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Virologie (Montrouge). 2013 Dec 1;17(6):387-400. doi: 10.1684/vir.2013.0540.

Multiple hosts and Influenza A viruses genetic mixing.

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Department of biological sciences, university of South Carolina, Columbia, SC 29205, États-Unis, Nouvelle adresse : Centers for disease control and prevention, division of viral diseases, Atlanta, 30333 GA, États-Unis.
Institut Pasteur, unité de génétique moléculaire des virus à ARN, département de virologie, 75015 Paris, France, CNRS, UMR 3569, 75015 Paris, France, Université Paris-Diderot, Sorbonne - Paris-Cité, unité de génétique moléculaire des virus à ARN, EA302, 75015 Paris, France.


Influenza A viruses have a segmented, negative-stranded RNA genome. These viruses are classified according to the antigenic properties of the two glycoproteins, expressed on the surface of the virus particles, the hemagglutinin (HA or H) and the neuraminidase (NA or N). To date, 17 H and 10 N have been described and 116 HxNy combinations or subtypes reported. Except for the H17N10 subtype recently identified in bats, all identified subtypes have been identified in wild aquatic birds. These birds are considered to be the natural reservoir of influenza A viruses, from which some subtypes can be transmitted to other bird and mammal species, including humans. Interspecies transmissions seem to occur regularly, and can occasionally lead to the adaptation and stable establishment of a new viral lineage in a given species. This review recalls the genetic diversity of avian, swine and human influenza viruses and focuses on lesser-known influenza A viruses, identified in horses, dogs and very recently in bats. It discusses the genetic mixing that may result from interspecies transmission, and the associated risks of epizootics, zoonosis and pandemics.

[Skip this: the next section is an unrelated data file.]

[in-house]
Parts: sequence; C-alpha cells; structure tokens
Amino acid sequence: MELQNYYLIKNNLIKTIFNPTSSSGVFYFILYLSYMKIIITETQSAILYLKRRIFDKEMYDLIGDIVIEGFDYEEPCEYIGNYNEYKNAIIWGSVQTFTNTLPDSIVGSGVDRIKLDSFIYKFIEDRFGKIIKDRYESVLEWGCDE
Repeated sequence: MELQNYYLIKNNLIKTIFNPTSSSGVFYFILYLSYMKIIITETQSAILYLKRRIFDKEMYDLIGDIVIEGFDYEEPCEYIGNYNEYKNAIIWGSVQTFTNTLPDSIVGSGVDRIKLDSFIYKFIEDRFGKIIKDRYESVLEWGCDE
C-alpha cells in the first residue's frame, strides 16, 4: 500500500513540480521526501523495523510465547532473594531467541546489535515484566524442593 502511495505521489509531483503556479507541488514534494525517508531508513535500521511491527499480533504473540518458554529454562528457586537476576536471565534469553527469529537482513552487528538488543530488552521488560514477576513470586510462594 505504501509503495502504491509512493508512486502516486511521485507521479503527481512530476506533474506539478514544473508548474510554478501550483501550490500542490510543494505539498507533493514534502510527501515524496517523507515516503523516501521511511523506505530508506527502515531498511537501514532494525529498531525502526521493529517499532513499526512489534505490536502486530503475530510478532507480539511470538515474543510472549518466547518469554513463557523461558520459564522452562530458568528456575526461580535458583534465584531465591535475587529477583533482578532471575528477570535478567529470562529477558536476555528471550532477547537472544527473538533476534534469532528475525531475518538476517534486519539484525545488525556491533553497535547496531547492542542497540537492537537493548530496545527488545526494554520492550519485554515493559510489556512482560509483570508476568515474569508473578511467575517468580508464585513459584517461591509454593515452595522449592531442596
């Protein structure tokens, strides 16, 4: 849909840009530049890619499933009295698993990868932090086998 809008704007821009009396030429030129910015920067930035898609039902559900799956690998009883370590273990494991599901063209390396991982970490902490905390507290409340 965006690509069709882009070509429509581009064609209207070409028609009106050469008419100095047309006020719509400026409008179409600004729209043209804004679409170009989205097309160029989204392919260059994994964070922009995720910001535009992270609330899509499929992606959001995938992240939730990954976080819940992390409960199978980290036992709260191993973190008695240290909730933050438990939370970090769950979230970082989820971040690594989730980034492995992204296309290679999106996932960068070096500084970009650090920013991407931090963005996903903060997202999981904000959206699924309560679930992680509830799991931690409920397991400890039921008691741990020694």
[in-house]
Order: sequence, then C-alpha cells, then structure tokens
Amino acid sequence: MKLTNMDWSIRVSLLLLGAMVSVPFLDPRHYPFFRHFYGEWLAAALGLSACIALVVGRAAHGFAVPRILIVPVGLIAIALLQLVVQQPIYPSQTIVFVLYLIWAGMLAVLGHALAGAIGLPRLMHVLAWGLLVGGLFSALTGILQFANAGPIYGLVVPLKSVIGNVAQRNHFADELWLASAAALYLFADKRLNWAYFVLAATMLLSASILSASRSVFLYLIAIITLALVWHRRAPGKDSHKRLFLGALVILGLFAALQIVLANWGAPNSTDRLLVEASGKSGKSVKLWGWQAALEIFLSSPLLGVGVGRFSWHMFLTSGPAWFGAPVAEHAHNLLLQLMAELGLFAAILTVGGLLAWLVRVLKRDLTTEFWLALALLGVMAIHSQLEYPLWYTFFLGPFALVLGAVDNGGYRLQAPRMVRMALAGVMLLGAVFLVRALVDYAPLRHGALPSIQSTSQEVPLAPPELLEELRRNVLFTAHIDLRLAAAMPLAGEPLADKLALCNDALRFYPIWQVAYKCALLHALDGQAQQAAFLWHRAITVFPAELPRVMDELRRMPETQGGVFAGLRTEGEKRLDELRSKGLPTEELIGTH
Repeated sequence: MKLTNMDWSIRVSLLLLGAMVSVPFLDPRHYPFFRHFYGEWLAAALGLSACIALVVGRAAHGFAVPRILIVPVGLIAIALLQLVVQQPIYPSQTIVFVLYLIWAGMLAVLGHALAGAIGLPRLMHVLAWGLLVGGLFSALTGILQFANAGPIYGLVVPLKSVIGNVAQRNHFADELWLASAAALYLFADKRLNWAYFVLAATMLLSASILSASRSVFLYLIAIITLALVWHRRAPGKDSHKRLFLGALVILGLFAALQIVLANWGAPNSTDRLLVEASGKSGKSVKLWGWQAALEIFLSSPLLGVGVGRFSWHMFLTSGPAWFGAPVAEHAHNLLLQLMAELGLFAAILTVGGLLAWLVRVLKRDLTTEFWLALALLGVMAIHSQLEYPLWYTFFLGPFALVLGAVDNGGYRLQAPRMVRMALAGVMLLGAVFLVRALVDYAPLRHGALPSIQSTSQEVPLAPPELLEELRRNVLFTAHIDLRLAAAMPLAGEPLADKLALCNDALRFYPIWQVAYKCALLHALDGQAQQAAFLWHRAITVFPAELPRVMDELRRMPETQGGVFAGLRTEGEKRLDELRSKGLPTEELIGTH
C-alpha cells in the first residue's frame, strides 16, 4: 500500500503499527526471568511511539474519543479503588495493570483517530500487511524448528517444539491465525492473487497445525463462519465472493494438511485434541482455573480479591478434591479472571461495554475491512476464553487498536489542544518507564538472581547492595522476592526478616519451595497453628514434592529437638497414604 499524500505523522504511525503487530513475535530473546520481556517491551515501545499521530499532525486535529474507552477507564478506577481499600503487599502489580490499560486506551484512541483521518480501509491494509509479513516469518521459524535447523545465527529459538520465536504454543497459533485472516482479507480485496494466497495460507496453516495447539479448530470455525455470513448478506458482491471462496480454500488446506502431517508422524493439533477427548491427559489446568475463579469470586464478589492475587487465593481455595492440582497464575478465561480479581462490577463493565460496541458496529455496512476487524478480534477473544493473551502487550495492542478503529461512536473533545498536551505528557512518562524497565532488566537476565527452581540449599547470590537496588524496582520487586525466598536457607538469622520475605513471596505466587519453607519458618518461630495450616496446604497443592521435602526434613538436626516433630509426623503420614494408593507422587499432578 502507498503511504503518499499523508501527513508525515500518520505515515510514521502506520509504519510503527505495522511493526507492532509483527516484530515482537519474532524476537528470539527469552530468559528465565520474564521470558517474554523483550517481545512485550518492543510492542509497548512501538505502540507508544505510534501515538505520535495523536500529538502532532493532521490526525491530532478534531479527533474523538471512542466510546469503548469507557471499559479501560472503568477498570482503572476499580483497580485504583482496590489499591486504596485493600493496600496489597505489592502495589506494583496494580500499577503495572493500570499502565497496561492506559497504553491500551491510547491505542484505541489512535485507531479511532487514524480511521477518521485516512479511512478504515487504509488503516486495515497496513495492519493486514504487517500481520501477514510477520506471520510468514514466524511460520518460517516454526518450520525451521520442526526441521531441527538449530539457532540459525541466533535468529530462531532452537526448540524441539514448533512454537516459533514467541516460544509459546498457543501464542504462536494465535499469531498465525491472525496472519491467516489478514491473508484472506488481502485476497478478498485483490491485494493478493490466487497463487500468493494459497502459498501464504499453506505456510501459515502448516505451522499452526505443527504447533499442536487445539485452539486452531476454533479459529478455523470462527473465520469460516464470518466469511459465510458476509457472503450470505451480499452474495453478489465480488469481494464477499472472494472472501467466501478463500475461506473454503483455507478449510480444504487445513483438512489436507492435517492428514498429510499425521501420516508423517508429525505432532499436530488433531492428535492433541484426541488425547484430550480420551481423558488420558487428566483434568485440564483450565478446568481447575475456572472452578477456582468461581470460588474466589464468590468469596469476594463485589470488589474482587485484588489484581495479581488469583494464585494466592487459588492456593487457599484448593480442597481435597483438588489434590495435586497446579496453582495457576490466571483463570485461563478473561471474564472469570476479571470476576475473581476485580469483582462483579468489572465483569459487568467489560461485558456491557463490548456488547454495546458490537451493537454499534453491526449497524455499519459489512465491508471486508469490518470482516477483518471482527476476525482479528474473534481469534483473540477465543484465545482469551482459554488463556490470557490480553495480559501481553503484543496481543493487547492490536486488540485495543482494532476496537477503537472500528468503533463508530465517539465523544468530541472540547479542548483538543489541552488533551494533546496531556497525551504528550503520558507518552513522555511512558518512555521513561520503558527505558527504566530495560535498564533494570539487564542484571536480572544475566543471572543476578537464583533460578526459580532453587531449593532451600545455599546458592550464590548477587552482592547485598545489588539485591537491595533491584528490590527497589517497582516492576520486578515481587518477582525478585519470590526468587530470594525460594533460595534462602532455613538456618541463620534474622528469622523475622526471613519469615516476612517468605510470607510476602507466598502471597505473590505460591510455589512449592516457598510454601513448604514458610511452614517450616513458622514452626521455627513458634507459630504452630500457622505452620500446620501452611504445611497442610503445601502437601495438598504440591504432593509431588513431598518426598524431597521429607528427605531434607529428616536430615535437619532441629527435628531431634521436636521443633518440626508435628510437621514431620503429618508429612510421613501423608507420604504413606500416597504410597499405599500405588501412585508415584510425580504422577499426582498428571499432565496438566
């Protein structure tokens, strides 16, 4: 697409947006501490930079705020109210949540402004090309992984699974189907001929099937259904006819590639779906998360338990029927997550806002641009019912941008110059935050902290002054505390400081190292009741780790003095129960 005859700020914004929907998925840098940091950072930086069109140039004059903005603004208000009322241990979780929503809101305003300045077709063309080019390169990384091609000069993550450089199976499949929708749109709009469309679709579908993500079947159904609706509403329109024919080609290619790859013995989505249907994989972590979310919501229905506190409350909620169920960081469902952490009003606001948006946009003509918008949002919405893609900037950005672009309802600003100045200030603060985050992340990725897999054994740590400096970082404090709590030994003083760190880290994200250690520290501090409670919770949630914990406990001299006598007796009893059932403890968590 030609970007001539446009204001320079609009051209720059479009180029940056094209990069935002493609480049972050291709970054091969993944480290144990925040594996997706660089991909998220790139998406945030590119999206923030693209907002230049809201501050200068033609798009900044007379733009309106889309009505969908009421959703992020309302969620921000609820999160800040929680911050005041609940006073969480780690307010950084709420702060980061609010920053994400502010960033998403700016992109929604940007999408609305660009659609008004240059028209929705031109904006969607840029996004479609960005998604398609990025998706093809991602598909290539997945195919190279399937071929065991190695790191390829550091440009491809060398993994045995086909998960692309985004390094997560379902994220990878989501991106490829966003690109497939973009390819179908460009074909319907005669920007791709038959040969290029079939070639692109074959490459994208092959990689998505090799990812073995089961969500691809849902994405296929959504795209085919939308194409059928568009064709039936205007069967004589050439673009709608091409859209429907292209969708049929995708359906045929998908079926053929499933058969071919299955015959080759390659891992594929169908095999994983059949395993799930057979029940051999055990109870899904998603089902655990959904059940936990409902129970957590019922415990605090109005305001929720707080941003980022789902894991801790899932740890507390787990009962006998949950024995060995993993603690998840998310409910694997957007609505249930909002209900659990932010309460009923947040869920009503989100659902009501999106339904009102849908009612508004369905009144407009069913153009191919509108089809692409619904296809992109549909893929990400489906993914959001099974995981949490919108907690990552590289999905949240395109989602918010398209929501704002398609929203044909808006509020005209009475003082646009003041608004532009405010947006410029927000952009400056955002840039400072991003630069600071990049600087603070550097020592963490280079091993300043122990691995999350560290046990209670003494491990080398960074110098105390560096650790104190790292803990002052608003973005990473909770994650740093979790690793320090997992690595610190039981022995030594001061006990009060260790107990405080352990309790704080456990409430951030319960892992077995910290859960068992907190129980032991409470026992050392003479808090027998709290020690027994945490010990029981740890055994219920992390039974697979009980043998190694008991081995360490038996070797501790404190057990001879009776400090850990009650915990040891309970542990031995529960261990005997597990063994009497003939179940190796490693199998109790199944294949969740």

genetic mixing; influenza viruses; interspecies transmission


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